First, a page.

Dr Prasad Wagle, HOD, Hepatopancreaticobiliary Surgery and Dr Rajvilas A Narkhede, Consultant, Gastrointestinal and Hepato-pancreatico-biliary surgery at Nanavati Super Speciality Hospital open up about liver cancer resulting in 9 per cent of deaths worldwide
Liver cancer is the fifth commonest cancer worldwide accounting for almost 9 per cent of all the cancer-related deaths which makes liver cancer the second commonest cause of cancer related deaths. The incidence of liver cancer has increased by 75 per cent worldwide from 1990 to 2015 and is still increasing.
Hepatocellular cancer (HCC), a primary liver cancer, comprises of almost 90 per cent of the cancers of liver globally. Other liver cancers like intra hepatic cholangiocarcinoma, hilar cholangiocarcinoma and sarcomas occur less commonly. The occurrence of liver cancer is increasing with rise in epidemic of liver cirrhosis. Although incidence of liver cancer is variable, there is growing occurrence of hepatocellular cancer in India owing to high endemicity of hepatitis B and hepatitis C viral infections and growing epidemic of metabolic syndrome (Obesity with diabetes are often associated with non-alcoholic fatty liver disease). Almost 7 males and 2 females develop hepatocellular cancer for a 1,00,000 population each. The death rate related to liver cancer closely matches the incidence of the disease leading to approximately 7 lacs of deaths worldwide annually.
The recognised risk factors for HCC include chronic hepatitis B virus (HBV) and hepatitis C virus (HCV) infection, exposure to dietary aflatoxin, fatty liver disease, alcohol-induced cirrhosis, obesity, smoking, diabetes, and iron overload. In India, 70 – 80 per cent of HCC detected in patients are hepatitis B infection, 15 per cent in hepatitis C infection, 5 per cent in patients with alcohol related liver disease. Almost in 10 per cent patients no associated cause is found which are called sporadic HCC. Obesity is also driving up liver cancer rates. The association of obesity have increased from 26 per cent in 2000 to 36 per cent in 2010.
Liver cancer is commonly diagnosed in patients with liver cirrhosis on routine screening amounting to 90 per cent of the total case burden of the disease where there are no symptoms. Even often it gets detected incidentally while being investigated for unrelated symptoms. Liver cancer can also present with abdominal pain or discomfort, lump in abdomen, weight loss or loss of appetite. Rarely it can present with bleeding in the abdomen with tumour rupture.
Since most patients are asymptomatic, these patients seek medical attention in a very advanced stage and because of this only 25 per cent patients with large tumours can be offered curative surgery. Hence it is very important to identify and treat these tumours at the earliest. Screening is usually recommended in high risk patients for liver cancers like patients with liver cirrhosis, hepatitis B or C infections. There are no screening recommendations for general population. Screening of liver cancer can be done with blood levels of AFP (Alpha-feto-protein) and abdominal sonography. Liver cancer is diagnosed with CT scan and MRI of liver with reasonable accuracy. In ambiguous cases, biopsy from the tumour can be necessary to ascertain the diagnosis.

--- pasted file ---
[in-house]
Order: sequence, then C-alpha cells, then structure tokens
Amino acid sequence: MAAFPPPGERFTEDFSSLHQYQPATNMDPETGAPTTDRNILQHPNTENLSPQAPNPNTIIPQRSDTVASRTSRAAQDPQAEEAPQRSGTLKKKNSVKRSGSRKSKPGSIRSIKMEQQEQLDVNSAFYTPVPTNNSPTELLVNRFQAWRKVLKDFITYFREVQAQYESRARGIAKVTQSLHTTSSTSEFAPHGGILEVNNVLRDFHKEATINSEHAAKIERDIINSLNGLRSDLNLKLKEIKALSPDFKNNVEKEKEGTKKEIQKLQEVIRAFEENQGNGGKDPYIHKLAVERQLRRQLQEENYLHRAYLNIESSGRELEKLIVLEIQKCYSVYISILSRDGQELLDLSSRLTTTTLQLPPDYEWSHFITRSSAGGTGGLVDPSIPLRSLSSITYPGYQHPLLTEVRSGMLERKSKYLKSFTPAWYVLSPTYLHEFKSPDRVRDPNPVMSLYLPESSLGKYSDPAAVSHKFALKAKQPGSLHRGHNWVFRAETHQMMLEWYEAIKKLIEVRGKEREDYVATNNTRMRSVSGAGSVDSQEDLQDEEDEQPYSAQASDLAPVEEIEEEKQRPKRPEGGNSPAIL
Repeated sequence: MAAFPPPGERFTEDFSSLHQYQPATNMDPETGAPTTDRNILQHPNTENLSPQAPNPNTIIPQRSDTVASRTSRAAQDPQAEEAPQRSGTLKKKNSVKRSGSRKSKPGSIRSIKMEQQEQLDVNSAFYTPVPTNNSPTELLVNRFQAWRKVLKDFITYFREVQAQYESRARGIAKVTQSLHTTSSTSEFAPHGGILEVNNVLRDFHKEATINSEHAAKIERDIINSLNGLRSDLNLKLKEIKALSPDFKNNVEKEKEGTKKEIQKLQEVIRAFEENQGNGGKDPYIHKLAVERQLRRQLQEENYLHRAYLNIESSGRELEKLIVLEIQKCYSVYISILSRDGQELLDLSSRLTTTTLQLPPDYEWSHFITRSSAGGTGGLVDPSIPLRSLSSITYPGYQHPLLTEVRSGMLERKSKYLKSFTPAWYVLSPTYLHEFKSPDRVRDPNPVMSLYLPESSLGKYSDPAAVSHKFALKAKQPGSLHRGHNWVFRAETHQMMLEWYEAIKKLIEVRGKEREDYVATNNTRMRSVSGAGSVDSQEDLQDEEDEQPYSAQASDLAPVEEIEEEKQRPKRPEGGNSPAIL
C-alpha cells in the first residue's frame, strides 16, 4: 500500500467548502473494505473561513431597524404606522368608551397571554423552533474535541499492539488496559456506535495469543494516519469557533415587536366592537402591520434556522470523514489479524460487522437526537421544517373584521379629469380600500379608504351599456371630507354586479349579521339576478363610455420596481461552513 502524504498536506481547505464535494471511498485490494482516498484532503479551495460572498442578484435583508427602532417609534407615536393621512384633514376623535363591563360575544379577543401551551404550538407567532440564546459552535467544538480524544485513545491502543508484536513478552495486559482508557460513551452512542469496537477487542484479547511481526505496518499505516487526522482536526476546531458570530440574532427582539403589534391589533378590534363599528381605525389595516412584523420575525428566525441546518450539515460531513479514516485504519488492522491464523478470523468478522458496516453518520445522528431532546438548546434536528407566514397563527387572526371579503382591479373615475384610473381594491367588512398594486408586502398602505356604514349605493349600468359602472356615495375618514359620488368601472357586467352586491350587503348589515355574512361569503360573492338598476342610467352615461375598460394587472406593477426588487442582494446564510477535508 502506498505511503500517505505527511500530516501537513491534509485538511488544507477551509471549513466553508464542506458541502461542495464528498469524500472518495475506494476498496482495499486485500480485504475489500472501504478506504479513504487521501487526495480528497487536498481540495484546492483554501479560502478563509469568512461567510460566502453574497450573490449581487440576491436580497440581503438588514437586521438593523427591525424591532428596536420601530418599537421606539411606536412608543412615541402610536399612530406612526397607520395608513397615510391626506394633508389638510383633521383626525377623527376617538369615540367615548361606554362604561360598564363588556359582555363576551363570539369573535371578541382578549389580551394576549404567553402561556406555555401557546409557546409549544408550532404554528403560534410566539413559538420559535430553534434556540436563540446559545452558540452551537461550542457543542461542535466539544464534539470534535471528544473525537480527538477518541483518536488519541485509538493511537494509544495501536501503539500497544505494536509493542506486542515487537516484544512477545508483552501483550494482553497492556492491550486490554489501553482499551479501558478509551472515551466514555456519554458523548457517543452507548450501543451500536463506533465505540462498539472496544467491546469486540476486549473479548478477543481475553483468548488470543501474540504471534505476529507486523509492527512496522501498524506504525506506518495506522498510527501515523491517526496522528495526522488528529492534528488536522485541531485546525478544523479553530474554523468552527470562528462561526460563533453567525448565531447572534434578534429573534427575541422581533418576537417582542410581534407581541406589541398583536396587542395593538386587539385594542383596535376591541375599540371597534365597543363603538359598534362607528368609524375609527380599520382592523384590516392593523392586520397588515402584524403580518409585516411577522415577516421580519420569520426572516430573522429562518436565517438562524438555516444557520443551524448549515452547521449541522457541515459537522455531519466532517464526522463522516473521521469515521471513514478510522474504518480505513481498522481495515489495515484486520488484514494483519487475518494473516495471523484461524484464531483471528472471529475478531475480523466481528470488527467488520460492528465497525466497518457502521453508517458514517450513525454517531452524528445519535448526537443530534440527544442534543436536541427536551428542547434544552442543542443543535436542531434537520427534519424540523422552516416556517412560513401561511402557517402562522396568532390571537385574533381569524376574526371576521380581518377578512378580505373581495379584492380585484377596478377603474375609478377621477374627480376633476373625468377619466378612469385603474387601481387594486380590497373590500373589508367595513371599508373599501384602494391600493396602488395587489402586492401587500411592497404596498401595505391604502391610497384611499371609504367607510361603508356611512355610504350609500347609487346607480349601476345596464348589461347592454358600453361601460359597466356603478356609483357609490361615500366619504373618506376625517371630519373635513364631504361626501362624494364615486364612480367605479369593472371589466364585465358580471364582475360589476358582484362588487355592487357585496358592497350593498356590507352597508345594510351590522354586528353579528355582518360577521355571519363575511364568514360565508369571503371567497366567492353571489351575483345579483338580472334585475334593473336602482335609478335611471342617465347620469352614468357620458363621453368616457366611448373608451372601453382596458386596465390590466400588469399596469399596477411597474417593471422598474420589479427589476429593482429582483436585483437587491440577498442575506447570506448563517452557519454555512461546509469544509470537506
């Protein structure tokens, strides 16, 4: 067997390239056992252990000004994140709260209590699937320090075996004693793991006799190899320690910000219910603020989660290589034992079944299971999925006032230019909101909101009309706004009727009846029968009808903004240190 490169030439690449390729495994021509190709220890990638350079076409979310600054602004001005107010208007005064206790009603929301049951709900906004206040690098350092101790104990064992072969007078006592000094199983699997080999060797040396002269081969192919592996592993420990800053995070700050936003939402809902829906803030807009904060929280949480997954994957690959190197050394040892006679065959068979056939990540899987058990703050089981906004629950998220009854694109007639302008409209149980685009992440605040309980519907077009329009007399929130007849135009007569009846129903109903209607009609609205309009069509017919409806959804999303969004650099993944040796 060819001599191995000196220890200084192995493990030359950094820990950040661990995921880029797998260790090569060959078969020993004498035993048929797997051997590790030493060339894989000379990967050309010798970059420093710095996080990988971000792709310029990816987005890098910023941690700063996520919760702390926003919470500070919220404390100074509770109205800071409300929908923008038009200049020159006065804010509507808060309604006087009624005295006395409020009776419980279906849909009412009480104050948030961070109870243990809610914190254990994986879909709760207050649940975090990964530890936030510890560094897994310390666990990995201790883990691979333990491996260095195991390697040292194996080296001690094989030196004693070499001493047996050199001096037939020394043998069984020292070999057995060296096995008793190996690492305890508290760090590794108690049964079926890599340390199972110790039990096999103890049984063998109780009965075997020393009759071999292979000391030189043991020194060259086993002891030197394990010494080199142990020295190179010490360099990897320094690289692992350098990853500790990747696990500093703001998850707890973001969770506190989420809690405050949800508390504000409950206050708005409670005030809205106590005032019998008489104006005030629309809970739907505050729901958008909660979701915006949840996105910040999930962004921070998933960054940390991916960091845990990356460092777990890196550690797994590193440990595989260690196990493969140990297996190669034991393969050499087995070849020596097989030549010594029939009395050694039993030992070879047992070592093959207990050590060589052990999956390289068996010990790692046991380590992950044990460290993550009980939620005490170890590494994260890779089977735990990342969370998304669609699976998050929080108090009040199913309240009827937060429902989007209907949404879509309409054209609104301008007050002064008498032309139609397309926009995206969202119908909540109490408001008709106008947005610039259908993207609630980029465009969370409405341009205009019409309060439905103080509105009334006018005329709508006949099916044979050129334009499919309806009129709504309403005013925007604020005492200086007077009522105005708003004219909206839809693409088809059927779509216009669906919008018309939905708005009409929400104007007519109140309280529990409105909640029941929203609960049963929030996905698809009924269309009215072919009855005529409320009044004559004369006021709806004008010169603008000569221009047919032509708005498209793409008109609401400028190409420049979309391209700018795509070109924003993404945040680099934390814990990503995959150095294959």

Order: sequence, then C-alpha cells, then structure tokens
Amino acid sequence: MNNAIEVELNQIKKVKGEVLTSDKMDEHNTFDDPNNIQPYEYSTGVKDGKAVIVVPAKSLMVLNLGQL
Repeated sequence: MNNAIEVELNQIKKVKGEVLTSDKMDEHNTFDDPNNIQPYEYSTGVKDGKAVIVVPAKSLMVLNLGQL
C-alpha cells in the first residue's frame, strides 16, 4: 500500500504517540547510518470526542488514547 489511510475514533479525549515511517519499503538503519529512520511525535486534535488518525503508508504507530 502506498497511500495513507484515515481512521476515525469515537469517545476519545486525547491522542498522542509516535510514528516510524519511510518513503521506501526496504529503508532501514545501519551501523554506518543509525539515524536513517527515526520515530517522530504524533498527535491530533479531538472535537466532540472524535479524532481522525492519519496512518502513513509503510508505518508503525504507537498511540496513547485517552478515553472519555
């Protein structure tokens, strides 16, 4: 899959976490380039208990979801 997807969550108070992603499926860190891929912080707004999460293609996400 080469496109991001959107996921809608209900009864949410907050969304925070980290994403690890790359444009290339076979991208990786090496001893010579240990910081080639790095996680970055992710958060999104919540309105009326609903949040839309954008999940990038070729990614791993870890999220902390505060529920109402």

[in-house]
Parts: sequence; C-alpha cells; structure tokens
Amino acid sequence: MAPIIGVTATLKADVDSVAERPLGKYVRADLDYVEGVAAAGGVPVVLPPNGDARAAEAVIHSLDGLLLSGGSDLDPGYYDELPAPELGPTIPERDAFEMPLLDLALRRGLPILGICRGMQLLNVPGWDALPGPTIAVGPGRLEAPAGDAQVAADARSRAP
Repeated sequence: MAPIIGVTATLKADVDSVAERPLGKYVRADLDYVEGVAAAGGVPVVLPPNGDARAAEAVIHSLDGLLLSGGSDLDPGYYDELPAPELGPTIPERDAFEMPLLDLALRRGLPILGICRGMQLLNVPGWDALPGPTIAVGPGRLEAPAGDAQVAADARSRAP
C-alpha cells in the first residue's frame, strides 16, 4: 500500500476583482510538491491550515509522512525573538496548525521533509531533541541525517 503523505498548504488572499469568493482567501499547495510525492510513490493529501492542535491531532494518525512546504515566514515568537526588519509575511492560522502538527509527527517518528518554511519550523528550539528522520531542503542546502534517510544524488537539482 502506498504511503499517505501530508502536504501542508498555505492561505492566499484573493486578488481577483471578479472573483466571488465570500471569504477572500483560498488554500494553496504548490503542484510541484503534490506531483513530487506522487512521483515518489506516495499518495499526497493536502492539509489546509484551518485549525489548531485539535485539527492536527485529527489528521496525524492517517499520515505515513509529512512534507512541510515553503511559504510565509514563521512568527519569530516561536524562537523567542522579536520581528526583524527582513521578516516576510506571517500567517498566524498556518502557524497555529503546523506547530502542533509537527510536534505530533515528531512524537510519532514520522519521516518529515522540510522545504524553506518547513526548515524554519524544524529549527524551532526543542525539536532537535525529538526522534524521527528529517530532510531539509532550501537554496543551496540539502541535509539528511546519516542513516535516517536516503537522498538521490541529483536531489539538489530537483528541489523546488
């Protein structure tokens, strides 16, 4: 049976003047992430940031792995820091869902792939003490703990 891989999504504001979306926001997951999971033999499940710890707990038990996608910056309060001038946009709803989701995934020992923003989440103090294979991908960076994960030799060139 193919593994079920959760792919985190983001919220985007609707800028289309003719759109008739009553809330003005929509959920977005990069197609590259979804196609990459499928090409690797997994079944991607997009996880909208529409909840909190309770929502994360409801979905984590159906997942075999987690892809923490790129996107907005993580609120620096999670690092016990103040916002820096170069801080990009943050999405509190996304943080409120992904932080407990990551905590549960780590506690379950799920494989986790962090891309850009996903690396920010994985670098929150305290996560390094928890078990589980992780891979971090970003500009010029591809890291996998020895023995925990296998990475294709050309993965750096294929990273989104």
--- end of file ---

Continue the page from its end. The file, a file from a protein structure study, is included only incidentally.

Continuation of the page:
Prevention is critical for reducing liver cancer deaths. As the death rate of liver cancer is very high, prevention of the disease becomes very important. Patients with hepatitis B and C infections can be treated with state-of-the-art anti-viral medications to prevent development of liver cirrhosis and subsequently liver cancer. Similarly preventing other risk factors like reducing obesity, stopping excessive alcohol ingestion or smoking can help preventing liver cancer.
Liver cancer can be cured completely with surgical removal of the tumour provided that it has not spread outside liver and adequate volume of liver is available after surgery. In liver surgery, liver surgeon removes part of liver containing the cancer leaving a healthy liver behind adequate enough to support its functions. Open surgery has been the traditional way for liver cancer operations. With technical innovations a key hole surgery can also be done either with laparoscopic surgery or robotic surgery to reduce scar and to provide early recovery. In patients with liver cirrhosis having liver cancer, if the liver functions are deranged, liver transplantation provides curative treatment wherein complete liver containing the tumour is removed and is replaced by another liver (donated by a brain dead donor or part of liver (donated by a living donor). Other treatment options for treatment for inoperable tumours or tumours spread outside liver are TACE (direct chemotherapy to the tumour through the blood vessels supplying the tumour) or TARE (delivering radiotherapy to the tumour through the blood vessels supplying the tumour) or oral chemotherapy. Only surgery, percutaneous ablation or liver transplantation provides curative treatment.